Prudential and Licary argue that the defects in the allegations against them have not been cured in the amended complaint and are still insufficient under Bell Atlantic. I disagree. As the Seventh Circuit recently instructed, Bell Atlantic "must not be overread." Limestone Development Corp. v. Village of Lemont, 520 F.3d 797, 803 (2008). Bell Atlantic does not require "heightened fact pleading of specifics." Bell Atlantic at 1974. As the Seventh Circuit recently explained in Limestone Development, the Bell Atlantic decision reflects the concern that allowing big, complex cases to proceed based on "threadbare" claims may force defendants to settle even largely groundless claims because of their "in terrorem" effect. Limestone Development, at 803. That concern does not militate in favor of dismissal here.

The present case, like Bell Atlantic, includes federal antitrust claims. The similarity between the cases ends there. Bell Atlantic was a class action lawsuit of mammoth proportions: plaintiffs represented a putative class of "at least 90 percent of all subscribers to local telephone or high-speed internet access in the continental United States," while defendants were the nation's largest telecommunications companies with thousands of employees generating "reams and gigabytes of business records." Id., at 1967. The potential scope of discovery in that case clearly warranted the Court's close scrutiny of the bare-bones allegations in the complaint.

Here, by contrast, plaintiffs are two local realty concerns, both owned by the same individual sole proprietor, and defendants are a handful of local businesses, professional associations, and their agents. More importantly, the claims at issue have been fleshed out beyond the previously "threadbare" assertions of an agreement. While discovery will certainly result in some burden and expense to Prudential and Licary (as it will to all defendants), that is true in every case. Moreover, considering that both defendants have answered Counts V and VII, on which discovery will presumably proceed and likely overlap with the discovery relevant to Counts I and II, the incremental expense to them of defending against these counts is an insufficient reason to dismiss plaintiffs' properly stated claims.

It is true that plaintiffs' inartful allegation of Licary's agreement with the agencies' conspiracy leaves room to dispute the sufficiency of the antitrust claims against her. Based on the factual context, however, I interpret the assertions that she was aware of the agency "vendetta" against Hackman and that she took specific action in furtherance of it as allegations of more than mere parallel conduct. In context, I understand these statements as allegations of Licary's tacit agreement with the alleged conspiracy, or, in the terms of the applicable standard, as allegations that she "had a conscious commitment to a common scheme." Monsanto v. Spray-Rite Service Corp., 465 U.S. 752, 764 (1984). Accordingly, they are sufficient to state an antitrust claim against her.*fn4

Prudential and Licary's arguments for dismissal are unpersuasive. They do not dispute that the conduct complained of is actionable if it was undertaken by agreement among the defendants. They claim, however, that the new material in the amended complaint is insufficient to establish their agreement because it relates only to the ethics complaint in which they were not involved. This is a disingenuous reading of the amended complaint. Prudential and Licary generally ignore the allegations discussed above, which clearly relate to an agreement by these defendants to "boycott" Hackman, not to the ethics complaint.

For the foregoing reasons, I deny Prudential and Licary's motion to dismiss Counts I and II.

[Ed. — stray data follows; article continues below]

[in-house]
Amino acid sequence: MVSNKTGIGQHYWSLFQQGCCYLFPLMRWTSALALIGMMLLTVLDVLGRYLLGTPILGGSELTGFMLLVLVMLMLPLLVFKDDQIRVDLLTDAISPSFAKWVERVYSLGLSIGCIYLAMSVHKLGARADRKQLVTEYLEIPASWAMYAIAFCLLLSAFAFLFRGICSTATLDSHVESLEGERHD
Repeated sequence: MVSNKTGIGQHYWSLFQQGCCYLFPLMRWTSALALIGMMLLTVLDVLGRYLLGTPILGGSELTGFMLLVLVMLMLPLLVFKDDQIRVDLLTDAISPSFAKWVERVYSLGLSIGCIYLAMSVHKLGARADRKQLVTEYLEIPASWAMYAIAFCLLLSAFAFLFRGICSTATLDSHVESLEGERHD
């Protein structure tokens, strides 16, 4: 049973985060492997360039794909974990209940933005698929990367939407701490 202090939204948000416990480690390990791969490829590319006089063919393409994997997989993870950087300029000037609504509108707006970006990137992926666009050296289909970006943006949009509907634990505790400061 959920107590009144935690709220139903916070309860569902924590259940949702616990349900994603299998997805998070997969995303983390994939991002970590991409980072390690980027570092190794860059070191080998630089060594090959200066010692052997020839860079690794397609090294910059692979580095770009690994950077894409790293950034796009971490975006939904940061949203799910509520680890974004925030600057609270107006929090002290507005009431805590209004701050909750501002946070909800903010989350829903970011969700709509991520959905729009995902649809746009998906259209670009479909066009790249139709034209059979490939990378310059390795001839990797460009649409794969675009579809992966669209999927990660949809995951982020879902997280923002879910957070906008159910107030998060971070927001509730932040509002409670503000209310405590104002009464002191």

III. RAAR and IAR's Joint Motion to Dismiss

RAAR and IAR move to dismiss Counts I-IV and Count VI of the amended complaint. These defendants previously moved to dismiss Counts I and II under Rule 12(b)(6) and Counts III and IV under Rule 12(b)(1).*fn5 I granted their motion as to Counts I and II based on my finding that plaintiffs had not properly alleged any agreement between these and any other defendants. I further granted their motion as to Counts III and IV based on lack of subject matter jurisdiction.

In the present motion, RAAR and IAR first argue that all counts against them should be dismissed because plaintiffs were not entitled to amend their complaint as to RAAR and IAR. They then reiterate their earlier arguments that plaintiffs have not sufficiently alleged an agreement by RAAR or IAR to state a claim under federal or state antitrust laws, and that I do not have supplemental jurisdiction over plaintiffs' claims for injunctive and declarative relief. Finally, defendants argue that because plaintiffs' allegations in support of their claim for tortious interference with business expectancy are overly vague, conclusory, and lacking in detail, they fail to state a claim.

I disagree with RAAR and IAR that plaintiffs were required to seek leave to file their amended complaint, and I decline to grant their motion on that ground. Instead, I grant the motion as to Counts I-IV because the amended complaint fails to overcome the defects I noted in my Order of August 31, 2007, however. I further grant RAAR and IAR's motion to dismiss Count VI for the reasons discussed below.

A. Counts I-IV

The allegations in the amended complaint that concern RAAR and IAR are not substantially different from those in the original complaint, with a few exceptions that warrant discussion. The most significant new element is the alleged "one-percent letter." Plaintiffs assert that in response to a complaint from defendant Frank Wehrstein about plaintiffs' five percent commission rate, RAAR President Terrie Hall advised Wehrstein to send a letter to Hackman threatening to reduce Hackman's portion of the commission in any transaction between Hackman and Dickerson. (Am. Compl. ¶ 40) According to the amended complaint, Hall counseled Wehrstein to send Hackman a letter "that would reduce Hackman's commission rate" on any Dickerson property to one percent, regardless of the commission split "posted" for that property. In other words, instead of receiving the commission offered generally to buyers' agents (which Hackman states is usually half of the total*fn6 ),

Hackman would receive only one percent on the sale of any Dickerson-listed property.

Plaintiffs also assert that Hall, acting as an agent of RAAR,*fn7 "solicited" false ethics complaints against Hackman, and that RAAR and IAR handled these and other complaints in a way that violated the associations' internal rules. (Am. Compl. ΒΆΒΆ 50-56) Finally, plaintiffs allege that "someone" at RAAR disabled a Hackman agent's computer access in furtherance of defendants' ...